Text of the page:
4/3 - Estimating Office and Admin Costs

ESTIMATING OFFICE & ADMIN COSTS you need to identify the appropriate proportion of the organisation's indirect costs (office and admin costs) that support the implementation of your project.

Indirect cost include costs for tasks relating to a range of activities, including the administration of your project, finance department and HR management, office rent, insurances and taxes for the buildings where project staff is located; the maintenance of equipment of the office; utilities; office supplies, general accounting; procurement; ICT and IT systems, telephone/internet/postal costs; security; maintenance, cleaning and repairs, etc.

These type of costs keep an organisation operational as a whole and provide an essential back-up for implementing your project.

Please note: The task of monetising the indirect costs is less relevant when no external funding is required or when the funder does not request it.

The tool provided are tables which help you think through the potential and proportionate indirect costs that your project incurs.


Who is the tool for?When should the tool be used?

Staff who is designing the project and those with experience of implementing similar projects

Finance officer

When all details, particularly the human resource inputs of your project are clear.



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Key challenges of this step

  • Depending on the type of your organisation and its in-house cost system, indirect costs might be already included in the salary costs of each member of staff. It is therefore difficult at times to separate them out if and when this is requested by a funder for example. If a funder requires a separation of direct and indirect costs, your finance department will need to estimate and/or disaggregate the relevant amounts.
  • Some local authorities or community organisations have distinct 'project cost centres' or 'core funding budgets' whereby core funding represents all the indirect costs of an organisation. If you want to take advantage of getting these costs included in a funding application, the appropriate share of these indirect costs need to be aproportioned to your project on the basis of its duration and number of staff and time involved. If an organisation is not used to separating the indirect from the direct (i.e. project) costs, this can be a challenging task.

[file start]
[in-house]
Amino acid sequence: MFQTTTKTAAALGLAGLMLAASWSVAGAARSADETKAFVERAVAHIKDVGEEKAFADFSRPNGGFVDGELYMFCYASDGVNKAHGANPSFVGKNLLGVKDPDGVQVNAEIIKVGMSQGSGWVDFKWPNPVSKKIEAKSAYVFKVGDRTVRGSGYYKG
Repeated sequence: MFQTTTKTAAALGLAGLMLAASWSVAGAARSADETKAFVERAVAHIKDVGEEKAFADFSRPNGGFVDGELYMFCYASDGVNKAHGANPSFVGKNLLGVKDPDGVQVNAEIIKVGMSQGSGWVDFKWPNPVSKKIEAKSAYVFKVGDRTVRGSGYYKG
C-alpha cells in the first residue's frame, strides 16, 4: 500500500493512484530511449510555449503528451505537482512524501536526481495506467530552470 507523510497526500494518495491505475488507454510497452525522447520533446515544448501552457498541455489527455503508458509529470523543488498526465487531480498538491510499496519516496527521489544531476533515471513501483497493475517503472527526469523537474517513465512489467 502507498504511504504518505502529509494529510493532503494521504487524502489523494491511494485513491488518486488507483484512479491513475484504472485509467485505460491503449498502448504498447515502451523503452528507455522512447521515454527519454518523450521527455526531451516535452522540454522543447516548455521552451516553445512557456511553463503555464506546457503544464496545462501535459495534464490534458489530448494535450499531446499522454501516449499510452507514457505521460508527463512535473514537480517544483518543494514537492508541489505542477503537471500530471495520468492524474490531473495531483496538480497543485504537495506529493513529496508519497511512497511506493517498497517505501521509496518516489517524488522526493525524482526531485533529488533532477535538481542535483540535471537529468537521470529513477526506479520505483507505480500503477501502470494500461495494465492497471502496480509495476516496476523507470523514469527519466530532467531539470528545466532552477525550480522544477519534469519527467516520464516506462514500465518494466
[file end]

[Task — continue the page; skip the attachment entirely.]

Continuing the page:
Main risks

  • If you don't identify the indirect costs for funding applications, you might be losing out on valuable funding to support your organisation. But be mindful and follow the funder's instructions and eligibility rules.

Helpful tips

  • The finance officer or finance department of your organisation will have a good understanding of indirect costs and their proportionment for projects.
  • If your project is based on a partnership approach, each of your partner organisations will need to ascertain their indirect costs in relation to their members of staff involved in the project.
  • In an EU funding context, the indirect costs are usually accounted for through a flat rate approach, for example 3% of staff costs are presumed to be indirect costs. The funding application guidance (of any funder) should give you a clear indication whether there is a flat-rate option, how high the flat rate is, or if you have to identify the actual costs.
  • If there are any uncertainties do not hesitate and get in touch with the relevant funding organisation.
  • The task of monetising the indirect costs is less relevant when no external funding is required.